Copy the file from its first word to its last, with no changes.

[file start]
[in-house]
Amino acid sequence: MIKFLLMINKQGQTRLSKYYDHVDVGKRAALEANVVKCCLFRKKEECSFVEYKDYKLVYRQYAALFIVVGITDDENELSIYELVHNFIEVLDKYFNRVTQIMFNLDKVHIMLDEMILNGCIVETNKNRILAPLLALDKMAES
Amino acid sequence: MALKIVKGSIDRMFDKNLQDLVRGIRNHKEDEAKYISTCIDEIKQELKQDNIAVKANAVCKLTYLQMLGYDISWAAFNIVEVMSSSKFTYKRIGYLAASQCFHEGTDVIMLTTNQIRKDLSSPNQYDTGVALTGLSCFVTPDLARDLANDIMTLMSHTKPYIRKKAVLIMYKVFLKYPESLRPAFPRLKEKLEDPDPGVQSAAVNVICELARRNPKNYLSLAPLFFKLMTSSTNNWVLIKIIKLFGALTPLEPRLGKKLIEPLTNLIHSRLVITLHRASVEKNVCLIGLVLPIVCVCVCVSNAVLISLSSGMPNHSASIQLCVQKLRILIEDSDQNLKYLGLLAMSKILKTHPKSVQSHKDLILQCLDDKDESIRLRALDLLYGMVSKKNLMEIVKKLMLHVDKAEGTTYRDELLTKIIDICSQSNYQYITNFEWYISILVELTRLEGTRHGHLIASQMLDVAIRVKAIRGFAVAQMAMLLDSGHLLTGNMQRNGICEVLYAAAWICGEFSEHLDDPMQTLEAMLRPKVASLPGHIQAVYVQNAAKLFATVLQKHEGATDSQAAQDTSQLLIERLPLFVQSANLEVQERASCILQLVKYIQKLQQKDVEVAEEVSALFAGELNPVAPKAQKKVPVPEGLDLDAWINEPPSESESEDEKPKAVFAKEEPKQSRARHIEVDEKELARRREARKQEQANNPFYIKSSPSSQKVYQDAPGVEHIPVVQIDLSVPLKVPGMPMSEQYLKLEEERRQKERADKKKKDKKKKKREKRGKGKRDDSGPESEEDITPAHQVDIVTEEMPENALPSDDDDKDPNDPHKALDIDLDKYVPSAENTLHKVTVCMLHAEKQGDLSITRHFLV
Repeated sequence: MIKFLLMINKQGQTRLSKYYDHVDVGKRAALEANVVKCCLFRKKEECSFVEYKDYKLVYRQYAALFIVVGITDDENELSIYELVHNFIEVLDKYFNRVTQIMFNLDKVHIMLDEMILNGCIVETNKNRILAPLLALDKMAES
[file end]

[in-house]
Amino acid sequence: MIKFLLMINKQGQTRLSKYYDHVDVGKRAALEANVVKCCLFRKKEECSFVEYKDYKLVYRQYAALFIVVGITDDENELSIYELVHNFIEVLDKYFNRVTQIMFNLDKVHIMLDEMILNGCIVETNKNRILAPLLALDKMAES
Amino acid sequence: MALKIVKGSIDRMFDKNLQDLVRGIRNHKEDEAKYISTCIDEIKQELKQDNIAVKANAVCKLTYLQMLGYDISWAAFNIVEVMSSSKFTYKRIGYLAASQCFHEGTDVIMLTTNQIRKDLSSPNQYDTGVALTGLSCFVTPDLARDLANDIMTLMSHTKPYIRKKAVLIMYKVFLKYPESLRPAFPRLKEKLEDPDPGVQSAAVNVICELARRNPKNYLSLAPLFFKLMTSSTNNWVLIKIIKLFGALTPLEPRLGKKLIEPLTNLIHSRLVITLHRASVEKNVCLIGLVLPIVCVCVCVSNAVLISLSSGMPNHSASIQLCVQKLRILIEDSDQNLKYLGLLAMSKILKTHPKSVQSHKDLILQCLDDKDESIRLRALDLLYGMVSKKNLMEIVKKLMLHVDKAEGTTYRDELLTKIIDICSQSNYQYITNFEWYISILVELTRLEGTRHGHLIASQMLDVAIRVKAIRGFAVAQMAMLLDSGHLLTGNMQRNGICEVLYAAAWICGEFSEHLDDPMQTLEAMLRPKVASLPGHIQAVYVQNAAKLFATVLQKHEGATDSQAAQDTSQLLIERLPLFVQSANLEVQERASCILQLVKYIQKLQQKDVEVAEEVSALFAGELNPVAPKAQKKVPVPEGLDLDAWINEPPSESESEDEKPKAVFAKEEPKQSRARHIEVDEKELARRREARKQEQANNPFYIKSSPSSQKVYQDAPGVEHIPVVQIDLSVPLKVPGMPMSEQYLKLEEERRQKERADKKKKDKKKKKREKRGKGKRDDSGPESEEDITPAHQVDIVTEEMPENALPSDDDDKDPNDPHKALDIDLDKYVPSAENTLHKVTVCMLHAEKQGDLSITRHFLV
Repeated sequence: MIKFLLMINKQGQTRLSKYYDHVDVGKRAALEANVVKCCLFRKKEECSFVEYKDYKLVYRQYAALFIVVGITDDENELSIYELVHNFIEVLDKYFNRVTQIMFNLDKVHIMLDEMILNGCIVETNKNRILAPLLALDKMAES